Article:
Advanced Weapon Sights – Senop’s development and design philosophy
Development principles of small arms and support weapons advanced sights
New technology is only a tool for improving soldier’s performance, not beatifying by itself. It is important to focus on soldier’s needs, stay level-headed and keep the focus in right issues. That is why we pay close attention to the usability and ergonomics of our products.
It is definite, that smart weapon sights will become more common in the future in assault rifles, designated marksman rifles and support weapons. Maturity of technology, weight, volume, ergonomics, and price are critical from the end-user’s point of view. Even if smart sights will become more common, the existing optical sights/holographic sights, laser sights and night sights will remain in operational use also in the future. Large land forces cannot afford to procure latest technology for every soldier.
We have studied F2T2EA kill chain. If your day and night optics are not good enough for you to be able to see (detect, recognise, identify) the adversary first, you will most likely lose the engagement. That’s why we focus on high quality optics. The importance of first round hit probability is essential. Automated ballistic calculation helps soldiers to engage the target fast and accurate.
We believe that the future intelligent sighting systems should be simple to use, light and robust enough to stand the heavy stress in military environments. Image performance and energy consumption are also key requirements for advanced sights.
It is important for us, as industry representatives, to understand that even the best high-tech device doesn’t guarantee soldiers success, if the used equipment is difficult to use. So, we must study carefully what features are really needed to keep the system/device simple enough to learn and use effectively.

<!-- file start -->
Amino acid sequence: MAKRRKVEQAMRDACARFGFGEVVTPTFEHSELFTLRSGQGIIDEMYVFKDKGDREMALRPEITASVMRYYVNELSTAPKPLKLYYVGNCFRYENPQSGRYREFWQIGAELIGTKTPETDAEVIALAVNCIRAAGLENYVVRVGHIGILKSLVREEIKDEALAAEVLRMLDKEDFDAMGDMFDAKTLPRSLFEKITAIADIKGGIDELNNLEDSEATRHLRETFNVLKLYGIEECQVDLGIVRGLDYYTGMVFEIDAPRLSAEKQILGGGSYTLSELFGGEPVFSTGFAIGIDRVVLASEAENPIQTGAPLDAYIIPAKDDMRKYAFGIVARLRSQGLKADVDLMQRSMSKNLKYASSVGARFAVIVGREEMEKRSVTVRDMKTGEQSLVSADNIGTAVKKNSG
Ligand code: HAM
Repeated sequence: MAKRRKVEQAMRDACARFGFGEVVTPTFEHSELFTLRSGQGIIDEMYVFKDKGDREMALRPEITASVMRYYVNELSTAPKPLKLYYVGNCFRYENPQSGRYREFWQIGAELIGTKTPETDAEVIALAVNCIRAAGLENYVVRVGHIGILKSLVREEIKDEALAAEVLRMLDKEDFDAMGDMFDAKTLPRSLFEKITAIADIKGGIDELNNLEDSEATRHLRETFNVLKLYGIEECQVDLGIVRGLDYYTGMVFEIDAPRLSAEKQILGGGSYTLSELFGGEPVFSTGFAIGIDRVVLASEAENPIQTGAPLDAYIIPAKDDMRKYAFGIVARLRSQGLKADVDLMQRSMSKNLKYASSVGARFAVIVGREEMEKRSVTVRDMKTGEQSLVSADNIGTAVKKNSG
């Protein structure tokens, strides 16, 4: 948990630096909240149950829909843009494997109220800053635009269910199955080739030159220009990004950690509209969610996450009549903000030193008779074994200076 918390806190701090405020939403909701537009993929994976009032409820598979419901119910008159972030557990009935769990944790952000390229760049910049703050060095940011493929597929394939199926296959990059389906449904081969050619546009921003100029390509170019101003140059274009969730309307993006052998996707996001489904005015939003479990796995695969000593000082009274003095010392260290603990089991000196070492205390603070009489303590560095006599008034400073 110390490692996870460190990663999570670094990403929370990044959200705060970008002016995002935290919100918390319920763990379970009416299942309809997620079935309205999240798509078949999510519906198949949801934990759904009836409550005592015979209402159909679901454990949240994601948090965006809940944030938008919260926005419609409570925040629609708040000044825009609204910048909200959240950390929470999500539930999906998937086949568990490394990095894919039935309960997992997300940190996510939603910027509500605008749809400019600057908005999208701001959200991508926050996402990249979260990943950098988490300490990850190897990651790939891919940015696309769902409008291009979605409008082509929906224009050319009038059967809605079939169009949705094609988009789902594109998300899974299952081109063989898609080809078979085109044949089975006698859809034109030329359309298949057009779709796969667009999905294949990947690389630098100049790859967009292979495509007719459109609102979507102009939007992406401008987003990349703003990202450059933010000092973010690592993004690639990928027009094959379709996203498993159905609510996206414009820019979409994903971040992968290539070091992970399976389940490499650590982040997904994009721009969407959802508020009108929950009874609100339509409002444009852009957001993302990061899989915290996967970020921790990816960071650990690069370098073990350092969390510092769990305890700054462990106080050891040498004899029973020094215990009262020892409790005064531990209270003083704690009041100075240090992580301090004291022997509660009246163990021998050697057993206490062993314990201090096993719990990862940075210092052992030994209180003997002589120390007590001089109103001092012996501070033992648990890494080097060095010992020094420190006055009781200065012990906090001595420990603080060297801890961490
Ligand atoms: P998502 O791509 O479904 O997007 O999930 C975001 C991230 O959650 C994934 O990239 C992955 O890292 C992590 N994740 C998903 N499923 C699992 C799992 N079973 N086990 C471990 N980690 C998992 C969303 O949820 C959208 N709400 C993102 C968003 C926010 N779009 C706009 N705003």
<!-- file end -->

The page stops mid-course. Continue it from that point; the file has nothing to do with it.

Senop’s offering to increase aiming capabilities for infantry with advanced weapon sights
At the moment Senop has two intelligent/advanced sights, FCTS and AFCD, which are designed to improve soldier’s and infantry squad’s performances. The basis for both systems is to offer high-class day/night vision and ease the soldier’s mental and physical burden by automating ballistic calculation.
FCTS (Fire Control Thermal Sight) is a smart weapon sight with integrated uncooled thermal imager, eyesafe laser range finder (LRF), global positioning system (GPS), inertial measurement unit (IMU) and ballistic computer. Digital magnetic compass (DMC), Bluetooth and laser pointer are available for the sight as well. It takes a single push of a button to rapidly calculate the aiming reticle by using distance, ammunition’s ballistic tables, temperature, and internally measured terrain angle. Smart 40 mm airburst ammunitions can be also programmed via FCTS.
FCTS can be used with a wide range of applications including heavy machine guns and automatic grenade launchers. It can be easily integrated as a part of remote weapon stations and reconnaissance and observation systems. External display helps operators to modify a comfortable firing position. The operator can transfer still or video images and receive BMS information via FCTS.
Senop AFCD TI (Advanced Fire Control Device, Thermal imager) is our newest intelligent weapon sight. It is designed for shoulder launched Carl-Gustaf antitank, multi-purpose weapon system. The AFCD has an integrated uncooled thermal Imager, day camera, eyesafe Laser Range Finder, Inertial Measurement Unit and Ballistic Computer with necessary environmental sensors (ambient temperature, barometric pressure). AFCD TI enables the operator to use day image, thermal-image or fusion image depending on the conditions it is used in.